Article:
SlideShare Link

Sunday, December 7, 2008

PR Tips For Not For Profits in Tough Times

The financial crisis means the year ahead looks fairly bleak.

So spare a thought for not for profit groups that may struggle financially but still have to communicate with their communities. They will need to market themselves even more to attract volunteers, promote their services and raise funds.

So what are the low cost PR tools and tactics they can use? I'd like to compile at list and circulate it to the groups you and I both know who would welcome practical PR tips for the challenging times ahead.

I'll share a consolidated list with anyone who leaves a comment on this post.

Here's my six ways to stretch a PR budget in tough economic times:
  • Freshen up, recycle and reuse communications activities that have worked in the past.
  • Skill up your team to do as much of your media and marketing as possible.
  • If necessary bring in a mentor to help develop additional skills and build in-house capacity.
  • Continually measure your marketing to see where your dollars should be going.
  • Build in word of mouth marketing into your communications. It's the oldest, most reliable and least expensive of all the tools and tactics available to you.
  • People are increasingly online so ealy in 2009 experiment with new digital tools (Facebook, Youtube, blogs etc) to reach them at minimal cost.

Got your own cost saving ideas? Share with others by leaving a comment.

Three Learings From Obama's Online Marketing

It is just over a month since Barack Obama won his historic bid to become President of the United States. And as the dust settles you have to admire how his campaign used new media tools to get out his message of change to Americans and the rest of the world.

US viral marketer Jalali Hartman looks at Obama online, and concludes that by dominating the Internet Obama's message carried further and faster than his rival's John McCain.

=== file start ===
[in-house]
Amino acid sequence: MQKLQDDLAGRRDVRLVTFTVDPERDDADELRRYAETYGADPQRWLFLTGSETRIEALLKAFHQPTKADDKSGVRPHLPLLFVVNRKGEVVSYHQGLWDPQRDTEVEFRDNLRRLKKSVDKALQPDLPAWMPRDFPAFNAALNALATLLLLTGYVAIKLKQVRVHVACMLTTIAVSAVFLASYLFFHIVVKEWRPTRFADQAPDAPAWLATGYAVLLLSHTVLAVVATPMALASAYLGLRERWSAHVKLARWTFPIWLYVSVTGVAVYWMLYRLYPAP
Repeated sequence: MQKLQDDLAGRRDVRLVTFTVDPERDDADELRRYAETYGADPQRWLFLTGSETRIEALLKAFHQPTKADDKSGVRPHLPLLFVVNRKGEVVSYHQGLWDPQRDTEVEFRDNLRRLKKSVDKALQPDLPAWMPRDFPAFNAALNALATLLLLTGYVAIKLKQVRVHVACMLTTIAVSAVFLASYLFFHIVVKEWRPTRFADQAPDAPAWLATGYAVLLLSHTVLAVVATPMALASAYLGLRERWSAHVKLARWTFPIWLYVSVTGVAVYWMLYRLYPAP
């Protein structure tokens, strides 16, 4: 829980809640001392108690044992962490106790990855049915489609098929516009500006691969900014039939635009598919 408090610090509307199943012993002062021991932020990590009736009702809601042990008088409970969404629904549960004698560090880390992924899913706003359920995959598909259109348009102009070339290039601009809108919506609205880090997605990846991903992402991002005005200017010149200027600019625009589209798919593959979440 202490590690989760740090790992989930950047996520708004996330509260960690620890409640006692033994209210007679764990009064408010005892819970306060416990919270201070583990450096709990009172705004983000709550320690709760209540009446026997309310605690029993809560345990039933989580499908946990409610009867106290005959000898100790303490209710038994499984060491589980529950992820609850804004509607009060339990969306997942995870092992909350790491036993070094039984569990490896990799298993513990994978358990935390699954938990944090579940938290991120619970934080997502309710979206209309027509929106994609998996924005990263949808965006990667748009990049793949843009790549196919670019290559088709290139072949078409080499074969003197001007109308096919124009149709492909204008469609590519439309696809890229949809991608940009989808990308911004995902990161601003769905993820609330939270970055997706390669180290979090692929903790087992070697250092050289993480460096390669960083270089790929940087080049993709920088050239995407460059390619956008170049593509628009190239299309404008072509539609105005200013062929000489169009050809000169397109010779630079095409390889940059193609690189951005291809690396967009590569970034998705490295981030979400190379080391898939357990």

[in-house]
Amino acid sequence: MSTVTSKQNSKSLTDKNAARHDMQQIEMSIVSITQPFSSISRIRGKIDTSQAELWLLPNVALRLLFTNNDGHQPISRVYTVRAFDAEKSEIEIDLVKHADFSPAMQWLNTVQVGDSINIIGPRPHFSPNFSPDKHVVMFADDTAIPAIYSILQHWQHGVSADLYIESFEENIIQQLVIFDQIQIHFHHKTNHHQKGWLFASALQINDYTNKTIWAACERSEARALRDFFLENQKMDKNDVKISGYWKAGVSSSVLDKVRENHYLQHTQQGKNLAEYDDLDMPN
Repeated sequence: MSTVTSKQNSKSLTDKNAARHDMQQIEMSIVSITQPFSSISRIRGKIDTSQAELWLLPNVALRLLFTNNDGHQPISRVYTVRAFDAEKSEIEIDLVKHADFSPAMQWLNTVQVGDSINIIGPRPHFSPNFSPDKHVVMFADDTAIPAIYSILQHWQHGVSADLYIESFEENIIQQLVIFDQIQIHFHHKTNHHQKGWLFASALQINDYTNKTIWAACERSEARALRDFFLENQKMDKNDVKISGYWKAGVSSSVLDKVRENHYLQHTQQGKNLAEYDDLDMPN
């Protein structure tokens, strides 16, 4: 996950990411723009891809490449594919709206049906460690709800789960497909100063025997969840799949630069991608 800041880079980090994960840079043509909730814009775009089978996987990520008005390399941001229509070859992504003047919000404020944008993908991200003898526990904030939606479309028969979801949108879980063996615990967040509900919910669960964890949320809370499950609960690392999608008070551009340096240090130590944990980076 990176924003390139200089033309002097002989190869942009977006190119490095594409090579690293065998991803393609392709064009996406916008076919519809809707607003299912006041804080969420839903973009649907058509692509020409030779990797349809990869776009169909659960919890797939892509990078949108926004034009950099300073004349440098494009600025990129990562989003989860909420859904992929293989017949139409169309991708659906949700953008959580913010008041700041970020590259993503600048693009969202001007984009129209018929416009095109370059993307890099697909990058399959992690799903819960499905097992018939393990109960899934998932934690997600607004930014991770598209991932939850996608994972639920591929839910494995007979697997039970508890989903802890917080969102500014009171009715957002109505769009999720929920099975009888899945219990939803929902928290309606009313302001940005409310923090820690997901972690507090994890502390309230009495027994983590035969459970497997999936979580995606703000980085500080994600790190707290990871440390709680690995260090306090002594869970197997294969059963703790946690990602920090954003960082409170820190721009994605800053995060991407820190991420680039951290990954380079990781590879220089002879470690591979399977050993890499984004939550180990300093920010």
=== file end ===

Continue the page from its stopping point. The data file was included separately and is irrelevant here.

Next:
Hartman's statistics tell it all. Obama had 5.5 million visitors to his website each month. McCain had 2.5m visitors. There were 442 000 Obama Youtube videos compared to 221 300 items featuring McCain. Obama had over 3 million friends on Facebook while McCain registered just over half a million supporters.

Obama's online campaign used three strategies others could use to promote their own issues and causes.
  • Share content Obama campaign managers had a no hassle copyright policy. They willingly shared the candidate's speeches, images, official logos etc with online supporters and encouraged them to re-purpose it for their own needs. Supporters could also download official campaign signs, literature and guidelines and receive up to date news of events.
  • Connect Facebook and other social networking sites connected supporters . Both Obama and wife Michelle had their own pages and friends created their own affiliated groups. The campaign also used Twitter (the micro blogging application) to keep followers informed about campaign developments such as appearances and speeches.
  • Make it easy to create community The official campaign website was structured to allow individuals to organise within their communities by offering tools, contacts and opportunities to share their own stories.

Obama's mastery of the online world contrasts sharply with the efforts of Australia's political parties in the 2007 Federal Election. A March 2008 report by the Australian Centre for Public Communication showed use of new media by Australian politicians remains low.

Wednesday, December 3, 2008

New Ways Of Consulting The Public

My colleague Jim McNamara of the the University of Technology Sydney is doing more research on government and social media. This follows his research on the use of social media in the 2007 Australian Election. Jim's research is always spot on, so watch this space.

The information below is taken from directly from Jim's recent blog post.

Twelve months on from the Australian Federal election and a landmark online campaign, Kevin07, in which the Rudd Labor Government made much of using Web 2.0 for public consultation, how is the government performing in e-democracy?

This is the question being asked in a follow-up to the 2007 Australian Federal election research study reported on this site. A group of researchers from the University of Technology Sydney are investigating which Federal Government departments and agencies are using Web 2.0 tools for public consultation - and how they are being used.

The research is also looking at international experiences in the US, UK, Canada and other countries where what is variously called e-government, e-democracy, cyberdemocracy and a host of other terms is being attempted.

One thing to emerge early in the research is that electronic delivery of information and services needs to be separated from online consultation. Many governments worldwide have made considerable progress in online delivery of information and services ranging from e-tax returns and online passport applications to electronic payment of fines.

However, use of the interactive capabilities of Web 2.0 for consultation and civic engagement is much less in evidence - and practice lags behind the rhetoric.

The research study will be reported early in 2009 in papers submitted to political science and communication journals and in an upcoming book hopefully.